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Home Editorials of Interest Taipei Times Taiwan’s Christians should stand up

Taiwan’s Christians should stand up

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China and the Vatican have signed a provisional agreement for the appointment of Catholic bishops in China. The Vatican hopes that facilitating dialogue with Beijing will contribute to improving the lives of Chinese Catholics, the well-being of all Chinese and world peace.

Yet Chinese authorities are investigating and clamping down on family churches and banning minors from entering religious institutions.

Chinese officials have also been demolishing churches and crosses, triggering fears among observers in Taiwan, Hong Kong and in the West that Beijing is intensifying its campaign to suppress freedom of religion.

Meanwhile, Chinese officials have announced a white paper titled “China’s Policy and Practice of Safeguarding Religious Freedoms,” that will reportedly have a lifetime of 30 years.

The paper is being promoted as the Sinicization of religion, designed to irrevocably wed the teachings of religious groups in China to the values of socialism.

It is also being billed as the only way for religious groups to safeguard their religious “freedom;” and as a way to promote dialogue and harmony between religions.

National Chengchi University’s Center for the Study of Chinese Religions last month held a forum, “A Discussion of the Sinicization of Religion and Religious Matters,” and speakers included Chinese Academy of Social Sciences Hebei Province representative Xu Lin (徐麟), who stated that there is no “freedom of religion” in China, only the “freedom of religious belief.”

However, these two concepts are quite different.

Xu defined “freedom of religion” as religious teachers abiding by the law, doing what they are told, and being creative when teaching and practicing their religion.

The Chinese Communist Party’s (CCP) contempt for freedom of religion is an indelible stain on humanity that has festered for decades. The UN continually raises issues relating to China in reports about the International Covenant on Civil and Political Rights, the International Covenant on Economic, Social and Cultural Rights and the Convention on the Rights of the Child.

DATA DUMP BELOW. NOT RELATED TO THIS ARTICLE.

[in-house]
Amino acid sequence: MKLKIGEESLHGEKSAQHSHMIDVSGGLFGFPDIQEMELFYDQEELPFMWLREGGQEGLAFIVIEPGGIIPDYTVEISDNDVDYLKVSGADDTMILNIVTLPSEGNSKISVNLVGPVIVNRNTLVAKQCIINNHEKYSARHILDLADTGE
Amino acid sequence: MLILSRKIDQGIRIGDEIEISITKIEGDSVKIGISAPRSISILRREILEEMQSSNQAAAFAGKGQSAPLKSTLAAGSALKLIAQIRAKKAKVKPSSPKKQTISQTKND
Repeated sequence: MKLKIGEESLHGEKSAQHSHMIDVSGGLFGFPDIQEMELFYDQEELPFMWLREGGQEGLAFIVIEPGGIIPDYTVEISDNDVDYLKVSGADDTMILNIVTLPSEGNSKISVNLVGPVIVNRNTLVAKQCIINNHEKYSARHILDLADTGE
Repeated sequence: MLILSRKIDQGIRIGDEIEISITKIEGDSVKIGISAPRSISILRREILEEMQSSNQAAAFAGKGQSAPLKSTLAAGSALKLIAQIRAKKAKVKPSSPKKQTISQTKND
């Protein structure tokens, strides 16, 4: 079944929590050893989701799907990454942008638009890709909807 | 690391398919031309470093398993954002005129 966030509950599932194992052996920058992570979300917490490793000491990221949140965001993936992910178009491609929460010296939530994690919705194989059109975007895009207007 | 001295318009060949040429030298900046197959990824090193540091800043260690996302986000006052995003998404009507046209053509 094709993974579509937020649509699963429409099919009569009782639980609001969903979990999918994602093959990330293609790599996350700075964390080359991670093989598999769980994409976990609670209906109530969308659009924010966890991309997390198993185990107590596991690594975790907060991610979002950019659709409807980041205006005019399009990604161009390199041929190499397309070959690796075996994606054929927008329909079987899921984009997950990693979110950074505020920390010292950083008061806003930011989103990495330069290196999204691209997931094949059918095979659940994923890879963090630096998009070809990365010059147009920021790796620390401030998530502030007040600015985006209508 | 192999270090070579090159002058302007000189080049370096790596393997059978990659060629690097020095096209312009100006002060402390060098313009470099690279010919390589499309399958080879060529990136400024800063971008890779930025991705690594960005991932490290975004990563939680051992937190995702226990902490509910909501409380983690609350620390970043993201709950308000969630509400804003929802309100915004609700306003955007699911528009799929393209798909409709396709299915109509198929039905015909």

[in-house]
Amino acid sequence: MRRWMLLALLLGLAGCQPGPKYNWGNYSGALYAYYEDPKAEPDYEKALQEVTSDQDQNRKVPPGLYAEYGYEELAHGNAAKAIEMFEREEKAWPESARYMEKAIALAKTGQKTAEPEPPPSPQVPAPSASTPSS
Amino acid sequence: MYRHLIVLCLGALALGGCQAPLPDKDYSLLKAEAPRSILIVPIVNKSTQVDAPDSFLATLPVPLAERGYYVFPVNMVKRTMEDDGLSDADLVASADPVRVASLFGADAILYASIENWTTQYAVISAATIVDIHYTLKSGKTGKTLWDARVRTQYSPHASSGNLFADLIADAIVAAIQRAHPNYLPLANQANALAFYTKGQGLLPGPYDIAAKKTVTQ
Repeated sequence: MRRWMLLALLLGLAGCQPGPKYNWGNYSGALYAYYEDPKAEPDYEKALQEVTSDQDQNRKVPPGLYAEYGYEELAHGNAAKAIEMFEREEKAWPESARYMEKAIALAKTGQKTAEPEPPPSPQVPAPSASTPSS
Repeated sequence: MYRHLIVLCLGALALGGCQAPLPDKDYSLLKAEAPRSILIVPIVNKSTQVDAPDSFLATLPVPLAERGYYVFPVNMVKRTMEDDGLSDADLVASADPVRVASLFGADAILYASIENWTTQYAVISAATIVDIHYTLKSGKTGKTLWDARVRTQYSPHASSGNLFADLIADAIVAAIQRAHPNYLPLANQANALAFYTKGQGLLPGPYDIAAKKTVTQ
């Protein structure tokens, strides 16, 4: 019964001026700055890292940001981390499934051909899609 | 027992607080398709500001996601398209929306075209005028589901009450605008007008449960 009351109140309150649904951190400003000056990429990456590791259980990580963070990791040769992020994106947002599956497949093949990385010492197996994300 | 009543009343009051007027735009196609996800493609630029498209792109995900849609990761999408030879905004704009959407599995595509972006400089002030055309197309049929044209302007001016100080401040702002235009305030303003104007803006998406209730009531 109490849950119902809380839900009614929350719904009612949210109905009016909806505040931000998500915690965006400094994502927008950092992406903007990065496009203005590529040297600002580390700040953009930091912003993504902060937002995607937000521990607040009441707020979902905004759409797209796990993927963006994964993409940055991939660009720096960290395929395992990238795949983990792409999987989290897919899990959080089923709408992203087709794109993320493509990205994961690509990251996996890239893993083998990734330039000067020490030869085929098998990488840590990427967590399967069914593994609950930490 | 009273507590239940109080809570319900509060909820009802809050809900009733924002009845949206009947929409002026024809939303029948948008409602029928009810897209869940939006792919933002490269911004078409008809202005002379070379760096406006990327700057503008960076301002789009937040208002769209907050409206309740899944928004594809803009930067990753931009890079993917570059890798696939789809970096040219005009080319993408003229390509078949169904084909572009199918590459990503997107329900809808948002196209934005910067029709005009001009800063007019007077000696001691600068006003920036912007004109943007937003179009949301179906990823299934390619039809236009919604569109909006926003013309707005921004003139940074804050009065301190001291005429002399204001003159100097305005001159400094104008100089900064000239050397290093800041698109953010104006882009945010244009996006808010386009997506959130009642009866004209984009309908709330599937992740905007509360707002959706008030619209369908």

The UN also continually reminds Beijing that as a signatory nation, it has a duty to protect Tibetan and Uighur ethnic minorities, Falun Gong practitioners and children against the deprivation and suppression of their religious freedoms.

It regularly requests that Beijing releases information on the whereabouts and welfare of the 11th Panchen Lama, Gedhun Choekyi Nyima, and allows foreign media to conduct a face-to-face interview with him.

Nyima is recognized by the Tibetan government-in-exile as the incarnation of the 14th Dalai Lama of Tibet, but he was abducted by the authorities and has been hidden from public view since 1995.

What really caught Taiwanese observers and attendees off guard is that China’s representative at the forum openly admitted to state-sponsored aggression against religious groups.

This means that China, a member of the UN Security Council, is diverging from and providing its own interpretation of the UN Human Rights Council’s findings by unilaterally declaring that the “freedom of religious belief” is not the same as “freedom of religion;” and on this basis justifying the right of the state to use all the means at its disposal to forcefully interfere and even prohibit religious believers from holding public office.

This conforms to Article 36 of the People’s Republic of China constitution. As such, when religious leaders and the UN show concern and implore China to guarantee freedom of religion, Beijing issues the boilerplate response that that is “foreign interference” in its internal affairs.

However, the situation pales in comparison with Beijing’s Sinicization of religion.

Centuries ago, when the world’s major religions were spreading out across the globe, linking together disparate cultures into a transnational network of the faithful, there was naturally a period of reflection and a reassessment of the potential threat posed by mass religious movements.

In many countries, patriotic and nationalist movements used top-down authoritarian means to demand that the major religions surrender powers and pledge loyalty to the state.